(Aug. 20, 2010)--As alternatives to buying a parking permit, there are many low-cost and even free options for commuting to the UTSA campuses -- for those who have more time than money. These alternatives can help UTSA students, faculty and staff save money and energy -- and avoid hunting for a parking space.
Free options include VIA Park and Ride, VIA routes 93 and 94 (just show your UTSACard) and UTSA bike permits. Additionally, students can ride a free UTSA shuttle from seven apartment complexes (see the list below) near the UTSA Main Campus.
Other low-cost travel options are the VIA Student Semester Pass ($35 per semester) and monthly passes ($30 for faculty and staff) -- all including the VIA Bike and Ride program (bike racks on the buses).
Additionally, student, faculty and staff commuters can save money with rideshare and carpooling, a motorcycle permit, daily UTSA parking permits and short-term paid parking.
The alternative is a UTSA parking permit. If you choose to park on campus, avoid getting a parking ticket -- buy a parking permit and park in the appropriate space. A variety of permits are available to UTSA faculty, staff and students. Visit the ASAP information system to review options and purchase an annual parking permit.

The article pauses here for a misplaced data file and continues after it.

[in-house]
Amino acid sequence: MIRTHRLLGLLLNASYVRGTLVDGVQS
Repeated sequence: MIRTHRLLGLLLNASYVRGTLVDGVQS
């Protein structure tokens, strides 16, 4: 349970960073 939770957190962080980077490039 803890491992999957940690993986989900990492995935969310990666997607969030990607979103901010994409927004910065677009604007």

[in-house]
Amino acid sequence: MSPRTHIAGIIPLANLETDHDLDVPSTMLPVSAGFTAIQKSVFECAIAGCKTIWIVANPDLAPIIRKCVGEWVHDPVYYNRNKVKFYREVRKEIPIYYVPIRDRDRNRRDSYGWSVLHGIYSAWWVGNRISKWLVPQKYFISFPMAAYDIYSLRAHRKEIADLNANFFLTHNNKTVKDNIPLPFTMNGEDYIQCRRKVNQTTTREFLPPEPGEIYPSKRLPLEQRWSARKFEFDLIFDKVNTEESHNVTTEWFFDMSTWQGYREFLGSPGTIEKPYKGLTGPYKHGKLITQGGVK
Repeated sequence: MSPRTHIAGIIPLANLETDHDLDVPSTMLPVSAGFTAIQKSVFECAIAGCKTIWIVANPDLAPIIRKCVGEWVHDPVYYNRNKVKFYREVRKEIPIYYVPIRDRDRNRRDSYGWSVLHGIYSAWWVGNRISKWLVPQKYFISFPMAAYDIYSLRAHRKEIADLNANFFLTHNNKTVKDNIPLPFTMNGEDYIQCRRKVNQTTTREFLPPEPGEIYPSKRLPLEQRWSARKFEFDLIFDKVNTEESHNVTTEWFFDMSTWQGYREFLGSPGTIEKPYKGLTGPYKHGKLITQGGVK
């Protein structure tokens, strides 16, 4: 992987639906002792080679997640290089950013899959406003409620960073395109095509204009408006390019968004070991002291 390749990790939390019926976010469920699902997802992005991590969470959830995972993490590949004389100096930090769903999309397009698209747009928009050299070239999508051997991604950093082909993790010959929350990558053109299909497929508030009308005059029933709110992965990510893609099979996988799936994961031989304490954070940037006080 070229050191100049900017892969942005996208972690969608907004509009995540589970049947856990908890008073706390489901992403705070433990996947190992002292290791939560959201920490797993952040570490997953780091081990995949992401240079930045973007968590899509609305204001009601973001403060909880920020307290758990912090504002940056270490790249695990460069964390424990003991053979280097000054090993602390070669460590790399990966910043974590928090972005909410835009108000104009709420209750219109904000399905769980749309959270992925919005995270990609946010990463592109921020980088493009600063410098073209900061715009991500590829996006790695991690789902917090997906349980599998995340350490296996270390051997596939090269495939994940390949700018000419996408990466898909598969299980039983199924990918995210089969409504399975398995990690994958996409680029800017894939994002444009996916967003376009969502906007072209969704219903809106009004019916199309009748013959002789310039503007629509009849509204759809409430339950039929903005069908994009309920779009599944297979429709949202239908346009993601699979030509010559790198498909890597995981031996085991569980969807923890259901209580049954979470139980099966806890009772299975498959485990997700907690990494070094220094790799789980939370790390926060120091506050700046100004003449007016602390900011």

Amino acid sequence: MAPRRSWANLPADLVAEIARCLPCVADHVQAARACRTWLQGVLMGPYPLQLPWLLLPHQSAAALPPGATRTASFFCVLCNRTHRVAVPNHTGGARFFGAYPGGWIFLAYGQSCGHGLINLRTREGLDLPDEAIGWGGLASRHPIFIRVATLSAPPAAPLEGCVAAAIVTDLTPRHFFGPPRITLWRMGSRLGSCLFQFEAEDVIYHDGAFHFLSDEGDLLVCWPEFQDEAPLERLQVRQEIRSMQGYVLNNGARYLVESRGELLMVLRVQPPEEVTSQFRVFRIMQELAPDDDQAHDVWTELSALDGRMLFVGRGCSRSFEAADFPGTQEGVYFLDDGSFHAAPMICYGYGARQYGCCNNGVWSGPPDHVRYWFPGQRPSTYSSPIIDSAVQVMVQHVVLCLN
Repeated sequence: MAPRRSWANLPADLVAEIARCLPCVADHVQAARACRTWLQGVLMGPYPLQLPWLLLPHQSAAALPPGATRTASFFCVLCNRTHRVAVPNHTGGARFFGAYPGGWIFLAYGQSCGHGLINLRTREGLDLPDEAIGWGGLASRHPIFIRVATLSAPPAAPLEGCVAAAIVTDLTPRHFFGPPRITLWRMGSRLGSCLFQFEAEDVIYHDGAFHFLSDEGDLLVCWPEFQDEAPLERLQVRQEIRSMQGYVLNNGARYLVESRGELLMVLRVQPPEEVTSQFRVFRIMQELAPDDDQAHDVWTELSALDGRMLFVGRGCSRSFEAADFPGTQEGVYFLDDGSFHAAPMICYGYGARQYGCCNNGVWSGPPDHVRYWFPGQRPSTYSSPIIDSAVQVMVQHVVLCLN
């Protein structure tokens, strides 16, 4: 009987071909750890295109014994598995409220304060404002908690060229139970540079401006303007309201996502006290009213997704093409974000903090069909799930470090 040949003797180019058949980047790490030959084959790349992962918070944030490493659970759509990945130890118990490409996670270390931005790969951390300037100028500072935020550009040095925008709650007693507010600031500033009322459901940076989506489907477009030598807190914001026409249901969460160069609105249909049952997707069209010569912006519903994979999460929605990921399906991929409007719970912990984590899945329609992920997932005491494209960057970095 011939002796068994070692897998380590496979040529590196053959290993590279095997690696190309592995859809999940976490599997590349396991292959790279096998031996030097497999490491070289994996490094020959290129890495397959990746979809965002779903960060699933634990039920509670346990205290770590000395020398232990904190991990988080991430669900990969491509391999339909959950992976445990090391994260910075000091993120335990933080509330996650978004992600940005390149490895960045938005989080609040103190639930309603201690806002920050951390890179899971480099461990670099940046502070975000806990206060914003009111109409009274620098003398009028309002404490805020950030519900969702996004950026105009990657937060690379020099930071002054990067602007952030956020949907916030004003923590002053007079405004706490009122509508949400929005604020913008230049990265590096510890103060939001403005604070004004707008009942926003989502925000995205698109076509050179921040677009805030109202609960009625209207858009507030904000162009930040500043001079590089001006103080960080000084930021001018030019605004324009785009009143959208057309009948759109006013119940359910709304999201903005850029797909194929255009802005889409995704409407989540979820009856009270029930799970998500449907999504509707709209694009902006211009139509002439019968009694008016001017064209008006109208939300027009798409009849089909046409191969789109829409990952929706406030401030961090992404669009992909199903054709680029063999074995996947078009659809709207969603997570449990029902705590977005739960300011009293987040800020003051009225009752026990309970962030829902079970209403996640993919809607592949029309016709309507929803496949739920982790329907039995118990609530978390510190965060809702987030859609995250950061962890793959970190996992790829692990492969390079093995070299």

Read more at the UTSA Parking website.
Read details below on free and low-cost commuting and parking options.
Free options: Commuting to UTSA
VIA Metropolitan Transit
UTSA carpool options
Other commuter options
Jane Wilcox, director of business auxiliary services, contributed information for this story.
UTSA prides itself on giving students a well-rounded education. Combining a top-tier academic program with opportunities for personal growth prepares students to compete in a global economy. And that's not all. They learn to be informed and engaged citizens as well. At the heart of that academic program is an award-winning core curriculum.
For four consecutive years, UTSA has received an A-rating from the American Council of Trustees and Alumni for the caliber of its core curriculum. According to ACTA, UTSA requires its students to take six of the seven courses deemed "crucial" to a well-rounded education: composition, literature, U.S. government or history, economics, mathematics and science. Only a handful of other institutions in the U.S. are giving students these tools, which are needed to succeed in careers and the community.
Did you know? UTSA is one of only three Texas institutions and 23 in the United States to receive the highest rating for its core curriculum in the 2014-2015 edition of the ACTA's "What Will They Learn?" report.
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